One ethical obligation nurses are required to fulfil during their shift is to ensure no harm is done to their patient. Due to nursing shortages and too many patient’s, nurses are finding this hard to do. Ethics help nurses make the right decisions with the guidance of their morals, but due to shortages and overworked nurses they tend to feel dissatisfied with their jobs. This results from unsafe work environments, lack of time for communication and quality care of patients. “Understaffing and overtime hours have been associated with increases in patient mortality, hospital-acquired infections, shock, and bloodstream infections” (Kane et al., 2007b).
Empirical knowledge assists a nurse in beginning Patricia Benner’s stages of nursing, starting with Novice and ending at Expert. These stages are ones that every nurse encounters while developing professionally until they reach the Expert stage. Ethical reasoning is more of an innate moral compass that helps guide a nurse in times of ethical dilemmas. While the empirical knowledge can help support the education provided, the ethical reasoning determines how a nurse will react to a situation and assists a patient or themselves into what they believe is right while upholding the standards of empirical
A nurse must keep up to date on education and new processes in health-care, so they can provide the best care. As a nurse, you have promised to give each of your patients the best care that can possibly be given. Nurses must follow a code of ethics, to act safely, provide ethical care no matter how they feel about the patient or the reason they are in your care. Following this code of ethics shows your commitment to caring for people and society, it is a guide of ethics and standards to follow to keep everyone safe. Nursing is also a wonderful opportunity to meet hundreds of people from almost every nationality and every walk of life.
Mike’s Voice in his Cancer Treatment Nurses will frequently be put into situations where they are left to determine if they should respect the client’s wishes when these wishes conflict with medically ordered care. “Ethical dilemmas occur when there are conflicting moral claims” (Burkhardt & Nathaniel, 2014, p. 527). Ethical dilemmas help shape nurses by requiring them to think critically about situations and determine the appropriate decision in order to create the best outcome for their patient.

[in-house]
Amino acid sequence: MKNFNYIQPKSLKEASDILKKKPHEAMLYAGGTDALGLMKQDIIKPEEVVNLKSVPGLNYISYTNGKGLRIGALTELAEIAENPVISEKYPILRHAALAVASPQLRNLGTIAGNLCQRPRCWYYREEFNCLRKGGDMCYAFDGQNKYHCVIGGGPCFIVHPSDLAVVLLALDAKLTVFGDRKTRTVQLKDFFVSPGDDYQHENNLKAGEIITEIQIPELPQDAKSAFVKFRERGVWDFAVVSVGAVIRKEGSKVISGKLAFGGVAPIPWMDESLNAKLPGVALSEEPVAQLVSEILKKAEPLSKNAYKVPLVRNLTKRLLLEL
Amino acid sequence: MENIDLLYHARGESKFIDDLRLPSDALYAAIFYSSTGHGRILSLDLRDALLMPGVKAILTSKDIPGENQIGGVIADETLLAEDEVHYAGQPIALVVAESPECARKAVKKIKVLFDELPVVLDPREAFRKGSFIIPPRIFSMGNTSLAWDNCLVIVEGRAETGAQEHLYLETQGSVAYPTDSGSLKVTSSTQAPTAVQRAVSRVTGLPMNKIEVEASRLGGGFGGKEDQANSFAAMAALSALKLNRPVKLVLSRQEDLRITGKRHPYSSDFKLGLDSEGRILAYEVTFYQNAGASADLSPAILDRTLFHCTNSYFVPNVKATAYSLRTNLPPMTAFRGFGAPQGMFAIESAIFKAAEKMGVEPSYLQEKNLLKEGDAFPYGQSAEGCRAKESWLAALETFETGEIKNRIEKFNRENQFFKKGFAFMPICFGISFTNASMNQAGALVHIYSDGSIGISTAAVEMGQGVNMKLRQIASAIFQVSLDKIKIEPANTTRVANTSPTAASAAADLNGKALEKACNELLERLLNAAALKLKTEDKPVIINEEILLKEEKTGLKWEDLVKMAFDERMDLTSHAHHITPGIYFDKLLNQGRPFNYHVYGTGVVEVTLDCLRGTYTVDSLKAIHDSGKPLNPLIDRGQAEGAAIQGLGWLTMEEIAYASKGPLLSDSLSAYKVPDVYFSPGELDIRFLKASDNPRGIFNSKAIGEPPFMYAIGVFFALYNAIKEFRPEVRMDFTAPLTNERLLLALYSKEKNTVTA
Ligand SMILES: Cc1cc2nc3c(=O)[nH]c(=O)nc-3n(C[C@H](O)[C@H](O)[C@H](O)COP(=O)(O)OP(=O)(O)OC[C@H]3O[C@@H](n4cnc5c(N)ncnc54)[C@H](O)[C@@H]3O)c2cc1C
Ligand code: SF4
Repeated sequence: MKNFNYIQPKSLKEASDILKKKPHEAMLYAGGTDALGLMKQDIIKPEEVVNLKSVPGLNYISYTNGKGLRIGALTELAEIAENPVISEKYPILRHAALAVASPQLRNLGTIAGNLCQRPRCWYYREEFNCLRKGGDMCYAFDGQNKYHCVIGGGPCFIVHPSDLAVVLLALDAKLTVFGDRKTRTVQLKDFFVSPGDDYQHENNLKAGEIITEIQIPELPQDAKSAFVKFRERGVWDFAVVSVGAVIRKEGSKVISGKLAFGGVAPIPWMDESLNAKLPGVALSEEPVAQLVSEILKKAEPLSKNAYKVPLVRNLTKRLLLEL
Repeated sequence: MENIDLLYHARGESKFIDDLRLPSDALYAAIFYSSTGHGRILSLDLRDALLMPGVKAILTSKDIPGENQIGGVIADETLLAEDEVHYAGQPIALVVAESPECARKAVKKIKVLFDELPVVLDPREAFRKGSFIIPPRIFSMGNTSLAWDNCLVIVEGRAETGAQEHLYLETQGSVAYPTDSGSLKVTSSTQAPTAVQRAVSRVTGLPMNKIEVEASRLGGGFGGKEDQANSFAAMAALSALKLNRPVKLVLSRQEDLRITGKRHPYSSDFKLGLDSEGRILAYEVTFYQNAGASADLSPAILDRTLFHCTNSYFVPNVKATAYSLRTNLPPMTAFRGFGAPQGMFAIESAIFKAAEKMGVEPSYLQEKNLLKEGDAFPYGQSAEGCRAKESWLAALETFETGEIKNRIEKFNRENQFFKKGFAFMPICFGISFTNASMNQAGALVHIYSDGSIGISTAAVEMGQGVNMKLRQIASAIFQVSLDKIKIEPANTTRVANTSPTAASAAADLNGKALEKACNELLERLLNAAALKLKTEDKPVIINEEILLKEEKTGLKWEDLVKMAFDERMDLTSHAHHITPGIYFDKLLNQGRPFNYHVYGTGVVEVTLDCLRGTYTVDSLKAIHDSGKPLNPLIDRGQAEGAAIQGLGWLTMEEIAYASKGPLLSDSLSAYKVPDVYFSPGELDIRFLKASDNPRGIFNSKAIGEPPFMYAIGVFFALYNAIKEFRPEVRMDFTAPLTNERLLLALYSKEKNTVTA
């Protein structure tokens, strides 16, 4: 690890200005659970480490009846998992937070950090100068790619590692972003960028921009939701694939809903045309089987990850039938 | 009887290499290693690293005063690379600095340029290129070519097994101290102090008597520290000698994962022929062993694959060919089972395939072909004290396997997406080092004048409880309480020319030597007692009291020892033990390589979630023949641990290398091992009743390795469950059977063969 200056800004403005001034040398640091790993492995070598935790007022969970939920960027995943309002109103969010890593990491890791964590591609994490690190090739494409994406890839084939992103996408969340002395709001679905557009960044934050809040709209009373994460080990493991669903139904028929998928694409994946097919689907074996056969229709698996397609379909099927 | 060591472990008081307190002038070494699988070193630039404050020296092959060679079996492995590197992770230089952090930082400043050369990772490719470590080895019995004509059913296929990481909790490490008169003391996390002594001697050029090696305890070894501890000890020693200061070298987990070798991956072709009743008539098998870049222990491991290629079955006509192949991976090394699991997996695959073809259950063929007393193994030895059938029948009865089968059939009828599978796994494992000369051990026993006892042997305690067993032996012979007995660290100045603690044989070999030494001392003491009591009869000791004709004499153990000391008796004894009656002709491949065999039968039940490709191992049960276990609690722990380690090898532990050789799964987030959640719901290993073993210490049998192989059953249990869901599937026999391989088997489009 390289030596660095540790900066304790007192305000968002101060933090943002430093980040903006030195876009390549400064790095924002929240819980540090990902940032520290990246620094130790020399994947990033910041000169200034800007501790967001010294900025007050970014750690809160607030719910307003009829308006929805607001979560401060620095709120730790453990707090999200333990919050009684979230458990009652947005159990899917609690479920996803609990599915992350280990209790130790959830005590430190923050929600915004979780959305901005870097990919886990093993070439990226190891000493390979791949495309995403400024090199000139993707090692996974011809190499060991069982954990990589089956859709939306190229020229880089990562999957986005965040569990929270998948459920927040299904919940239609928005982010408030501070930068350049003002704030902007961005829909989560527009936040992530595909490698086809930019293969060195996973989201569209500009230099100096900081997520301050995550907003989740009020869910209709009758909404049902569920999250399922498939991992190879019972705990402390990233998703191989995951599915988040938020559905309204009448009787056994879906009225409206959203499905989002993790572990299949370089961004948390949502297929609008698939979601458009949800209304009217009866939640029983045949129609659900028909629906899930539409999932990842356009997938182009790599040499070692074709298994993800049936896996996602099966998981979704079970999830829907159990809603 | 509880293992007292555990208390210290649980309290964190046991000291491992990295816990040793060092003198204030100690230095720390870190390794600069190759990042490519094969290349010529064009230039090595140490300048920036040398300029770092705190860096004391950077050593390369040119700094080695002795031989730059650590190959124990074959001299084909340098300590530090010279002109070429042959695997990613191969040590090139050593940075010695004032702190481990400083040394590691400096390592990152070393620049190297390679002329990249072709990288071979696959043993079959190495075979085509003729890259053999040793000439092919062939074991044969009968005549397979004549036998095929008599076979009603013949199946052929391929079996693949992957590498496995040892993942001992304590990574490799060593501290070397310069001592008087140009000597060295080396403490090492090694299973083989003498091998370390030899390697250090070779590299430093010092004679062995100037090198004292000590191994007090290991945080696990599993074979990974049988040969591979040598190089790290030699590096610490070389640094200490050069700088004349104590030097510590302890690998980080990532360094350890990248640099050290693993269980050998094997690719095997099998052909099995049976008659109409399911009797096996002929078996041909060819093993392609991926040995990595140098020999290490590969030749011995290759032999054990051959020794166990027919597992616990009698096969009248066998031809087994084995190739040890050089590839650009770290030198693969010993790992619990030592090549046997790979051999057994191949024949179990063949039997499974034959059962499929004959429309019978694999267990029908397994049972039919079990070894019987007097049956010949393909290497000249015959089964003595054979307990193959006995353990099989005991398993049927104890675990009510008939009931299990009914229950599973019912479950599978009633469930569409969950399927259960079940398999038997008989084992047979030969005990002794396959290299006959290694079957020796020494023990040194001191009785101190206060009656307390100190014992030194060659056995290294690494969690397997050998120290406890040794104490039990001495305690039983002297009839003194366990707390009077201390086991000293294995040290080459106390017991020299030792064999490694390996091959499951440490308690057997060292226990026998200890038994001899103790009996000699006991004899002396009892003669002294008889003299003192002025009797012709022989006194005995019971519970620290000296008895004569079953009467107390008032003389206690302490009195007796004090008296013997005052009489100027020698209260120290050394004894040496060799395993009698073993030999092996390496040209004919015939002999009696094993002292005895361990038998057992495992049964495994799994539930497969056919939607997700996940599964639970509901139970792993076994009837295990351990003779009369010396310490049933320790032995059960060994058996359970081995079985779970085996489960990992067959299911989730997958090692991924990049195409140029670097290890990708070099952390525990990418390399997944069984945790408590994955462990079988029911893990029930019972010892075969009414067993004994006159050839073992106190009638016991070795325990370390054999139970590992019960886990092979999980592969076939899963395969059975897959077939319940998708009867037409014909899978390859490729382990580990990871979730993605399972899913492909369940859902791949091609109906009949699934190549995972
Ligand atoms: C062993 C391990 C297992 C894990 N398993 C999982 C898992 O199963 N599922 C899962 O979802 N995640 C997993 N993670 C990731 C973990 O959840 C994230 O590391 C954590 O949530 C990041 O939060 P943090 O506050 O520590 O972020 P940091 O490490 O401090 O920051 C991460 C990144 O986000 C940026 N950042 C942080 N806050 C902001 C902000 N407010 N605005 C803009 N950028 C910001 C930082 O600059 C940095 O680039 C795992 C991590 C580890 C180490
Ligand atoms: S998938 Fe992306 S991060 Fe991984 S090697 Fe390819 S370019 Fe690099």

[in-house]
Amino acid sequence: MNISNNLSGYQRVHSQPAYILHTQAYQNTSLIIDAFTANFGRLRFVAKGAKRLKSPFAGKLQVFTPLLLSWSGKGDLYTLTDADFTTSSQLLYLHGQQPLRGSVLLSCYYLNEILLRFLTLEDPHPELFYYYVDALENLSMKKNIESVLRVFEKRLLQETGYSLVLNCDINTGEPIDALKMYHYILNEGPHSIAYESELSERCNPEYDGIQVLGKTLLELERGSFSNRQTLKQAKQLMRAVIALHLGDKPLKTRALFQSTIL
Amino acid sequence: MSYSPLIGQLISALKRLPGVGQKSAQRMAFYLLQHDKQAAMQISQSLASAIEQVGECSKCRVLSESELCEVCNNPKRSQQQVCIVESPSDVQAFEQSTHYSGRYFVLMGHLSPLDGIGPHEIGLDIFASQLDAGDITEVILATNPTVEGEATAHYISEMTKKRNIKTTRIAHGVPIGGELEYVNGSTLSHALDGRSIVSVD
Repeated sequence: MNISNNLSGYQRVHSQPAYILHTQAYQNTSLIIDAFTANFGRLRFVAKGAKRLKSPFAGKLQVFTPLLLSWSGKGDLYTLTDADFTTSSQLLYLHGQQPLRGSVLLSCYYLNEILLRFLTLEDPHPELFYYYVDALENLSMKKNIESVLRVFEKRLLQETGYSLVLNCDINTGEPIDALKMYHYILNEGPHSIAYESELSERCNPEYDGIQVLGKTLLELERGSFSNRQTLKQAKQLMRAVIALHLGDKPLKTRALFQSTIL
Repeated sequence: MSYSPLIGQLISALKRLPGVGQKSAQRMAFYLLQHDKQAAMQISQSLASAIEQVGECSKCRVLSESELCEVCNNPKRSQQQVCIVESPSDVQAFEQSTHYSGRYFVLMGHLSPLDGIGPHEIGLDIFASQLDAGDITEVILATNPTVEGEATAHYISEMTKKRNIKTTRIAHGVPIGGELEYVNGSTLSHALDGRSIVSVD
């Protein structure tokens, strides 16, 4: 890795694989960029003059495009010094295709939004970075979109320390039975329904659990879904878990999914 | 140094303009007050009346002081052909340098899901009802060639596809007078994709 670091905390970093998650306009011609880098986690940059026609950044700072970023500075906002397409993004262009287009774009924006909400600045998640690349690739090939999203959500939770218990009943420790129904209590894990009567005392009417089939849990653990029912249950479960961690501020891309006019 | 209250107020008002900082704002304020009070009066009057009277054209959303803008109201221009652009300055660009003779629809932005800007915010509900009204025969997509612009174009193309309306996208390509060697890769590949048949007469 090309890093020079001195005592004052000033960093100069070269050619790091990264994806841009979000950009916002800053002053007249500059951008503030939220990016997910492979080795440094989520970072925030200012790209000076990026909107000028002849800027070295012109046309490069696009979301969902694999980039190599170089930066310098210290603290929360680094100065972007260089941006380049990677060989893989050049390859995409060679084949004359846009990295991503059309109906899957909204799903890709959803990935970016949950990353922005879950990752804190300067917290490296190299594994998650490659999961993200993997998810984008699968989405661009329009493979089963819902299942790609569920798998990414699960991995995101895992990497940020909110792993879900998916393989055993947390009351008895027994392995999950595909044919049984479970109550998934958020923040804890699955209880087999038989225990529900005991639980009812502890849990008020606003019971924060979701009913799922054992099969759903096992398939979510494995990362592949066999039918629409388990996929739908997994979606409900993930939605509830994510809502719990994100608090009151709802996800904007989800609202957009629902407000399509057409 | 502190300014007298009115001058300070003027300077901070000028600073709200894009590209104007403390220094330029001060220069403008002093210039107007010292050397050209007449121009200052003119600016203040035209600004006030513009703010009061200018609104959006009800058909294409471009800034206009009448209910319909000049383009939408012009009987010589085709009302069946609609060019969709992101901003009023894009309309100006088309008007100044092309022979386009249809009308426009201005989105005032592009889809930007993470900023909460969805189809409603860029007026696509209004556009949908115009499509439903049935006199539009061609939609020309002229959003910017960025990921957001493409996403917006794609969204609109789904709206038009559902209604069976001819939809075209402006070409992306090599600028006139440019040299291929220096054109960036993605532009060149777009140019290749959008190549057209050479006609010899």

Many of the 342 nurses reported they feared getting caught, and concerns that the patient’s preferences were not fully understood. This article showed critical care nurses constantly face difficult moral, ethical, and professional dilemmas regarding patient care. It is of the utmost importance for nurse’s to understand their own values so they may provide the highest care possible and deliver
It examines and evaluates the decision making process integrating ethical principals. Advance practice nurses must be aware there are ethical consequences for decisions that are made. This core competency addresses the need for ethically sound solutions to be applied to complex issues. During this course ethical principles of decision making was addressed in the case studies. For example, a patient became pregnant and contracted a sexually transmitted infection from her estranged spouse.
Follow the Guide to the Code of Ethics (Fowler, 2008), individual nurses, and other healthcare providers must deal with ethics issues with four primary principles: autonomy, beneficence, justice and veracity (Chally& Loriz, 1998). Also Fower (2008) further noted the nurses are responsible for articulating nursing values, for maintaining the integrity of the profession and its practice, and for shaping social policy. In my previous placement, I have experienced to look after patients with mental health issues and child protection. Furthermore, some female patients choose to be looked after by female carer.
The practice of health care includes many scenarios that have to do with making adequate decisions when it comes to a patient’s life, and the way they are treated. Having an ethical code in all health care organizations is very important, because it helps health care workers with reaching a suited and ethical decision when it comes to the patient. In health care, patient will always be put first, and their autonomy will always be respected. Nevertheless, when there is a situation where a patient might be in harm, or might be making their condition worse because of the decisions they made. Health care workers will always be there to